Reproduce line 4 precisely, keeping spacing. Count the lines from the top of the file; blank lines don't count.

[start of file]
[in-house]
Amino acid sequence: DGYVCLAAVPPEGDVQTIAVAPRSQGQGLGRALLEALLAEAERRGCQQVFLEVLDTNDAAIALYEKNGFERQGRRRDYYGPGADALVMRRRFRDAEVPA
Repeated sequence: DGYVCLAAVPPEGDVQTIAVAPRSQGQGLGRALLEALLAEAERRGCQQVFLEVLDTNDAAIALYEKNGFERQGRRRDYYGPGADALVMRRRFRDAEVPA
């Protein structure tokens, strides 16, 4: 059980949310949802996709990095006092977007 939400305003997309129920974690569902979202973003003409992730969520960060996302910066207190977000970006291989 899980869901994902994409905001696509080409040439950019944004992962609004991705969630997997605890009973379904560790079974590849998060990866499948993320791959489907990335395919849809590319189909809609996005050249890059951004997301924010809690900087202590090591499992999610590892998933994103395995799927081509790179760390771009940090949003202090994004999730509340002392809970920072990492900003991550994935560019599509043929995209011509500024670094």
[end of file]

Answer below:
């Protein structure tokens, strides 16, 4: 059980949310949802996709990095006092977007 939400305003997309129920974690569902979202973003003409992730969520960060996302910066207190977000970006291989 899980869901994902994409905001696509080409040439950019944004992962609004991705969630997997605890009973379904560790079974590849998060990866499948993320791959489907990335395919849809590319189909809609996005050249890059951004997301924010809690900087202590090591499992999610590892998933994103395995799927081509790179760390771009940090949003202090994004999730509340002392809970920072990492900003991550994935560019599509043929995209011509500024670094």